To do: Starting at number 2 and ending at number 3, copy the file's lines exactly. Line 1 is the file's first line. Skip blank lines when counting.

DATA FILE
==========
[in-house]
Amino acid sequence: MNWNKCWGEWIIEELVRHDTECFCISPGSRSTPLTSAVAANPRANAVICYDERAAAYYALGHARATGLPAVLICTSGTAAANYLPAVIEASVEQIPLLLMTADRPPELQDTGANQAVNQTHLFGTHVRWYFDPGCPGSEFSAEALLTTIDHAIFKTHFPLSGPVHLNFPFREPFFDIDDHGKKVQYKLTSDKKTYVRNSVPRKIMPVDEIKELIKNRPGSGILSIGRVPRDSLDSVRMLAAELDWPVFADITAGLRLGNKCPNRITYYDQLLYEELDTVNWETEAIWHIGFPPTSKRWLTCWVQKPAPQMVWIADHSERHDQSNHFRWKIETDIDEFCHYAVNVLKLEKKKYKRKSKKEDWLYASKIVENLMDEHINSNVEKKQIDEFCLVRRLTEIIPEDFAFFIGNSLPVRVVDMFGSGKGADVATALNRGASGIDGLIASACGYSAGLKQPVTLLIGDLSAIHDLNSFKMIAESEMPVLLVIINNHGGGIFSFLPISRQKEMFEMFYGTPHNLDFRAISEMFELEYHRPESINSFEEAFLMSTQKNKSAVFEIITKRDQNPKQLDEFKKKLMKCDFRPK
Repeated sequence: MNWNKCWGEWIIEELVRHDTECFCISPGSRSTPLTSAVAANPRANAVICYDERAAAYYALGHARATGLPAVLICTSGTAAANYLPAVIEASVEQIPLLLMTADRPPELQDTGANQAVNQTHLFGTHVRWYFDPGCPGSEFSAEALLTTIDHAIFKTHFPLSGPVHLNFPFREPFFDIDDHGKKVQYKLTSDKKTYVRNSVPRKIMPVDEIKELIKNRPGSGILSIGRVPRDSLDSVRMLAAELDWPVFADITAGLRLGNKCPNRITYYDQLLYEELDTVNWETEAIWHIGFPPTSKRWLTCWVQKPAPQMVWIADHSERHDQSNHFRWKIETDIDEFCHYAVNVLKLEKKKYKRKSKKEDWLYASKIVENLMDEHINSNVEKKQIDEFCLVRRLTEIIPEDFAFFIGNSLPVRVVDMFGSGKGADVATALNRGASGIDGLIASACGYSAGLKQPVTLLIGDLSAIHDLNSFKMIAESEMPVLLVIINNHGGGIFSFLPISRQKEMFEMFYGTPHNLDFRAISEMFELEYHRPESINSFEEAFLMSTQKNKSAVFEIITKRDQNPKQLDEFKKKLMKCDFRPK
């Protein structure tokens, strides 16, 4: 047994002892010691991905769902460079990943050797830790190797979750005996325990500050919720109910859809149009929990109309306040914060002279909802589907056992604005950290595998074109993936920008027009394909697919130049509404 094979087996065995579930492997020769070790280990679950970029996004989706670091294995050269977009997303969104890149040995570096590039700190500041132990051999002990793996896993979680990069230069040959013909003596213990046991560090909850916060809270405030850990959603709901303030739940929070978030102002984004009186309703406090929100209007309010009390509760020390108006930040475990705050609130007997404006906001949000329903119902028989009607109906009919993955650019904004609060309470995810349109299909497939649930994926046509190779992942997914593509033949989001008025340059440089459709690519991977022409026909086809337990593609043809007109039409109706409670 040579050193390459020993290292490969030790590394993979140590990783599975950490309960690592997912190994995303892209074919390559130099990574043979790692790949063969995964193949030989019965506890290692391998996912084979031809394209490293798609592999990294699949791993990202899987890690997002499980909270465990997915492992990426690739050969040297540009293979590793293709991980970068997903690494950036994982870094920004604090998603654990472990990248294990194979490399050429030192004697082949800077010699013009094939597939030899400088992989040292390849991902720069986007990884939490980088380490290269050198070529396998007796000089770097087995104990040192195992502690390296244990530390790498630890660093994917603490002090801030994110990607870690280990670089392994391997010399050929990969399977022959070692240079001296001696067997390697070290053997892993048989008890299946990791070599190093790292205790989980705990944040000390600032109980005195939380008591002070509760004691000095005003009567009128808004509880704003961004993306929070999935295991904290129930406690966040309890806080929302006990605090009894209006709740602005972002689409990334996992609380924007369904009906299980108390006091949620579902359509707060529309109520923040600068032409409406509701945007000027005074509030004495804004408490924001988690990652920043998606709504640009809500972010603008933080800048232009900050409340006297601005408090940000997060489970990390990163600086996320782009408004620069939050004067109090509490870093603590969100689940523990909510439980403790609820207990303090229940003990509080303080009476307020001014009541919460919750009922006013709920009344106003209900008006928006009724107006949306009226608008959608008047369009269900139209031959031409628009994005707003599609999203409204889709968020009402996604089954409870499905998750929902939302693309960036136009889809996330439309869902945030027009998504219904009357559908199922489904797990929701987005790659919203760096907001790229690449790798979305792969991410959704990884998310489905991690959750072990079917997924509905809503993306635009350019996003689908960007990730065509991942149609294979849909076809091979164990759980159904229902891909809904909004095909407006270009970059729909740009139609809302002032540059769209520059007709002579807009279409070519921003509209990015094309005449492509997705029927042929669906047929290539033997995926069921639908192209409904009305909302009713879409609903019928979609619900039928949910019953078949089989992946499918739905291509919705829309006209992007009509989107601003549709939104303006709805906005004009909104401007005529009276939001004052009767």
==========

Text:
Amino acid sequence: MNWNKCWGEWIIEELVRHDTECFCISPGSRSTPLTSAVAANPRANAVICYDERAAAYYALGHARATGLPAVLICTSGTAAANYLPAVIEASVEQIPLLLMTADRPPELQDTGANQAVNQTHLFGTHVRWYFDPGCPGSEFSAEALLTTIDHAIFKTHFPLSGPVHLNFPFREPFFDIDDHGKKVQYKLTSDKKTYVRNSVPRKIMPVDEIKELIKNRPGSGILSIGRVPRDSLDSVRMLAAELDWPVFADITAGLRLGNKCPNRITYYDQLLYEELDTVNWETEAIWHIGFPPTSKRWLTCWVQKPAPQMVWIADHSERHDQSNHFRWKIETDIDEFCHYAVNVLKLEKKKYKRKSKKEDWLYASKIVENLMDEHINSNVEKKQIDEFCLVRRLTEIIPEDFAFFIGNSLPVRVVDMFGSGKGADVATALNRGASGIDGLIASACGYSAGLKQPVTLLIGDLSAIHDLNSFKMIAESEMPVLLVIINNHGGGIFSFLPISRQKEMFEMFYGTPHNLDFRAISEMFELEYHRPESINSFEEAFLMSTQKNKSAVFEIITKRDQNPKQLDEFKKKLMKCDFRPK
Repeated sequence: MNWNKCWGEWIIEELVRHDTECFCISPGSRSTPLTSAVAANPRANAVICYDERAAAYYALGHARATGLPAVLICTSGTAAANYLPAVIEASVEQIPLLLMTADRPPELQDTGANQAVNQTHLFGTHVRWYFDPGCPGSEFSAEALLTTIDHAIFKTHFPLSGPVHLNFPFREPFFDIDDHGKKVQYKLTSDKKTYVRNSVPRKIMPVDEIKELIKNRPGSGILSIGRVPRDSLDSVRMLAAELDWPVFADITAGLRLGNKCPNRITYYDQLLYEELDTVNWETEAIWHIGFPPTSKRWLTCWVQKPAPQMVWIADHSERHDQSNHFRWKIETDIDEFCHYAVNVLKLEKKKYKRKSKKEDWLYASKIVENLMDEHINSNVEKKQIDEFCLVRRLTEIIPEDFAFFIGNSLPVRVVDMFGSGKGADVATALNRGASGIDGLIASACGYSAGLKQPVTLLIGDLSAIHDLNSFKMIAESEMPVLLVIINNHGGGIFSFLPISRQKEMFEMFYGTPHNLDFRAISEMFELEYHRPESINSFEEAFLMSTQKNKSAVFEIITKRDQNPKQLDEFKKKLMKCDFRPK